What fabulous book cover this is. I’d buy the book purely on the strength of the picture – in fact I just have. The image is a 1901 poster for the British Mutoscope and Biograph Company, taken from the copyright collection of The National Archives. Biograph’s 70mm films were a special feature of the Palace Theatre in London (still active today, currently showing Spamalot), and Biograph programmes generally featured news items – hence the full slogan on the screen (which is obscured on the book cover), ‘The Biograph Reproduces the Latest Events from All Parts of the World’.
But the book within is no less of a treasure. The subject of The Haunted Gallery: Painting, Photography, Film c.1900 is how the moving picture changed visual culture at the end of nineteenth century. Lynda Nead is an art and cultural historian, whose first foray into film history this is. Although the subtitle implies equal coverage of painting and photography, the motion picture takes centre stage, but is set into new and exciting contexts by demonstrating its effects alongside the whole range of contemporary visual media, including painting, photography, stage magic, the magic lantern, posters and even astronomy.
The result is a giddyingly rich brew of evidence and analysis, all expounding a shift in visual culture from stasis to motion, which in turn altered modes of perception and ushered in our modern world. The book’s title comes from a characteristic Nead use of the visual as metaphor: an illustration of the Haunted Gallery at Hampton Gallery, which she describes thus:
A space for pictures and for ghosts, the gallery is also for endless pacing watched by portraits of generations of the dead. It is a place of presences but not life, of likenesses which seem real but which are merely representations or figments of the imagination. The picture gallery is also a place of alternating light and darkness; it is a narrow apartment illuminated by shifts of light cast by unseen objects obliterating the light … How apt that the shadows cast on the ceiling by the windows and tapestried walls look like a strip of film, with intermittent, spaced-out picture frames, separated by short intervals of blank darkness. Set this sequence in motion and the enchantment begins; the pictures come to life and the ghosts haunt the gallery.
Nead finds in the haunted gallery a powerful metaphor for the ‘uncanny magic’ of early film. Typically she finds multiple analogues for this concept, from Edison and Biograph advertising films of ancestors climbing down from portraits on the wall to drink Dewar’s Whisky, to similar Scottish ancestors doing much the same in Gilbert and Sullivan’s comic opera Ruddigore, to Georges Méliès’ films The Living Playing Cards and The Mysterious Portrait, to tableaux vivant, to the myth of Pygmalion and Galatea (the statue that came to life). It all interconnects.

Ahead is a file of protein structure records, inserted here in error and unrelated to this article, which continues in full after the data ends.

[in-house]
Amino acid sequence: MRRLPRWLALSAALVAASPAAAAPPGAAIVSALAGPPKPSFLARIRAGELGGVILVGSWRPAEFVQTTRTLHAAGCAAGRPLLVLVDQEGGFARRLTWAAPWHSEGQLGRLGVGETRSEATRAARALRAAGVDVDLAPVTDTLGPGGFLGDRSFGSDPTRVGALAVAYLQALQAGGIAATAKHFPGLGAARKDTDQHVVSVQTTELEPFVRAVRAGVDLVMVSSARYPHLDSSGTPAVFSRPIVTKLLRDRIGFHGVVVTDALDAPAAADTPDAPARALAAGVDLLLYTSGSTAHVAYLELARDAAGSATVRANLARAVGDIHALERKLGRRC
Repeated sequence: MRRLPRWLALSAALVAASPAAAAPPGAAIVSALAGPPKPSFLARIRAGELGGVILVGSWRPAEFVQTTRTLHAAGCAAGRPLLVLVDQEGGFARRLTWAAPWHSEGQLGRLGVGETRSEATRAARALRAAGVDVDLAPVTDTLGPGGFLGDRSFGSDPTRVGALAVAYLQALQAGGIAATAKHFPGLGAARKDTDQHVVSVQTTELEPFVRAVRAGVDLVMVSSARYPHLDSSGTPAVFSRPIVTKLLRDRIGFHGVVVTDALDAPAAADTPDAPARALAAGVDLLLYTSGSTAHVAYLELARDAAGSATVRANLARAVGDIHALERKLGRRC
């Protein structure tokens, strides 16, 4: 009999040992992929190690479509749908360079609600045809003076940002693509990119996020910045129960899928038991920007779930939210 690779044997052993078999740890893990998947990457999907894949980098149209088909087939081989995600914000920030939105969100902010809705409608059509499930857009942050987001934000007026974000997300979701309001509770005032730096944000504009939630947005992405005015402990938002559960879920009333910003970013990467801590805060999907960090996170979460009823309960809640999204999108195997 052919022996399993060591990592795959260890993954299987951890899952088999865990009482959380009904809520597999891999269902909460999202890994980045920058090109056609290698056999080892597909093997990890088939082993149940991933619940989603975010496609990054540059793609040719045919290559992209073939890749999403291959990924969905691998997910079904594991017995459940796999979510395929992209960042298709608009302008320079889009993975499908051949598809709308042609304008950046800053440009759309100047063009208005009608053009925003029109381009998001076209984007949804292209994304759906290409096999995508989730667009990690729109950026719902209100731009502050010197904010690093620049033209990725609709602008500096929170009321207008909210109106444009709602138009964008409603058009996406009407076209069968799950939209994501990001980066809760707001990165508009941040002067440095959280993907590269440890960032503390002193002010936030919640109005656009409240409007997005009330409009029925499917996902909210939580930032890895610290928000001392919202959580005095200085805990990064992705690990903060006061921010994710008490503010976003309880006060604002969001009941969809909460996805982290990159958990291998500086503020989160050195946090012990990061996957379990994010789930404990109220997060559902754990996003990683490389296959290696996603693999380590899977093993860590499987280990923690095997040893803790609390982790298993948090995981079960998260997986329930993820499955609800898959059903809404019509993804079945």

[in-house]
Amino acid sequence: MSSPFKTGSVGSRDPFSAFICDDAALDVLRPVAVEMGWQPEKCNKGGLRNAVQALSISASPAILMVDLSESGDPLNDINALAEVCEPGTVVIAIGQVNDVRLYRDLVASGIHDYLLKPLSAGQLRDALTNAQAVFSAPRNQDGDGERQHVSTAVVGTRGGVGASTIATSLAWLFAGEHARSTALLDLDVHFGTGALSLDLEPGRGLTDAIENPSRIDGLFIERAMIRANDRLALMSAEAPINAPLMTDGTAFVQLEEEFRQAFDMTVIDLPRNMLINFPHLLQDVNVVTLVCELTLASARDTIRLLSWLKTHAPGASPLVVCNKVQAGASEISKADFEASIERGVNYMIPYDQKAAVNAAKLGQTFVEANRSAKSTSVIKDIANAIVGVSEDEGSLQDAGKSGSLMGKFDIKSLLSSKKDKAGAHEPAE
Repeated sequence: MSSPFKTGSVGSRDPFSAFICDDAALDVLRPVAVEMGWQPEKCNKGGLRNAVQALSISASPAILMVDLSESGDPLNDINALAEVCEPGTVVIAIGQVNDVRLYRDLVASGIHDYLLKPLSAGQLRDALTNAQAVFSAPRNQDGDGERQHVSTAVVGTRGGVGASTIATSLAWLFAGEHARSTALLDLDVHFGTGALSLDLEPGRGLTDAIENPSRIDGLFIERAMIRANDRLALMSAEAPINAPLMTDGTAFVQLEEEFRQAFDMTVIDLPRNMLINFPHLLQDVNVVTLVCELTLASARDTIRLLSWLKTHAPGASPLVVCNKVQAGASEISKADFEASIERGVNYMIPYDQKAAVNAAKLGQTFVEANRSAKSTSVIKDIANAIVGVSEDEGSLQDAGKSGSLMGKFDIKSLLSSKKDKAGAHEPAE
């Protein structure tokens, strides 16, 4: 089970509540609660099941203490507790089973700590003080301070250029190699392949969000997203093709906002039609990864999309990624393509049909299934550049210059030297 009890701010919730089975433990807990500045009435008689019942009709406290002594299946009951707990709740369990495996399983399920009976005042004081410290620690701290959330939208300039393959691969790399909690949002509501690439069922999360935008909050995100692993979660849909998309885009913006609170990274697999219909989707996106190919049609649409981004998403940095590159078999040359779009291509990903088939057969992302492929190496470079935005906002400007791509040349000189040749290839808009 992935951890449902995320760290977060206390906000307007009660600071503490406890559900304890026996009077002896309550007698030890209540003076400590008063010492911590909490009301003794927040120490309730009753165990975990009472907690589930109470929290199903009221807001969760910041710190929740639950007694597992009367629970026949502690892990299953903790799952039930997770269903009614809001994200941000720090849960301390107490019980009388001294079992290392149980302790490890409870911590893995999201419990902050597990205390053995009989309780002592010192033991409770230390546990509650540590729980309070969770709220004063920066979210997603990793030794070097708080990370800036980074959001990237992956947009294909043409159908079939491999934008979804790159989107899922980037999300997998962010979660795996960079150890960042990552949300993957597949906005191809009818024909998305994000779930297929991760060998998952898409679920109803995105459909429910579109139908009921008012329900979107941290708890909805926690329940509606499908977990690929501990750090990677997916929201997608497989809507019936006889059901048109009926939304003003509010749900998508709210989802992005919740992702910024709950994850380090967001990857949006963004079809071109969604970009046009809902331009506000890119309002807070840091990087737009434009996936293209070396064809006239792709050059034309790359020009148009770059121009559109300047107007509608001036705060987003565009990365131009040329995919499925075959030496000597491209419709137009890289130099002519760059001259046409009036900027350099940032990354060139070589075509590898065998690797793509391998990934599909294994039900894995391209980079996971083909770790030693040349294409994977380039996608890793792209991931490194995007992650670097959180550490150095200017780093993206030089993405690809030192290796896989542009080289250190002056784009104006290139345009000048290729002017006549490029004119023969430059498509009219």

It certainly helps if you can see the pictures, and the book is richly illustrated throughout, sometimes enthralling so. Themes covered include the wheel and movement, representation of the everyday and the detective camera, the vision of mobility generated by the new-fangled motor car, the strip (the film strip, the cartoon strip and the striptease), and the astronomical imagination. This latter section looks at visions of the heavens (by way of serpentine dances, G.F. Watts, electricity and the Paris 1900 Exhibition), including some startling examples of astronomical photography spilling over into the imaginative world, represented in particular by Camille Flammarion, the French astronomer, author and astronomical filmmaker, whose 1872 novel Lumen describes all-seeing beings who view the passing of a time as a ray of light, in a constant relay of images. Metaphors, metaphors everywhere.
The best image comes last – a map of the procession through London taken to mark Queen Victoria’s Diamond Jubilee on 22 June 1897 (filmed by many cameramen), marked with bright yellow explosion symbols to mark where Martian explosions occur as recorded in H.G. Wells’ The War of the Worlds, published in the same year. However, it’s not all image and metaphor, and there’s a good deal of practical understanding of the production of images (still and moving) underpinning the theoretical stuff. The moving images make sense on a practical level as well as an imaginative one.
As with Jonathan Auerbach’s Body Shots, covered in a recent post, here is someone from outside the usual early film studies coterie, looking on the subject with fresh eyes and leading it into a broader cultural world, demonstrating bold analogies and connections, inviting in those from other disciplines to see how film was integral to a change in consciousness in the late-Victorian/early-Edwardian era. Both publications have enriched our field. I feel that the Bioscope may have to expand, to become just that little bit more metaphorical, if it is properly to represent its subject in its contexts. We’ll see.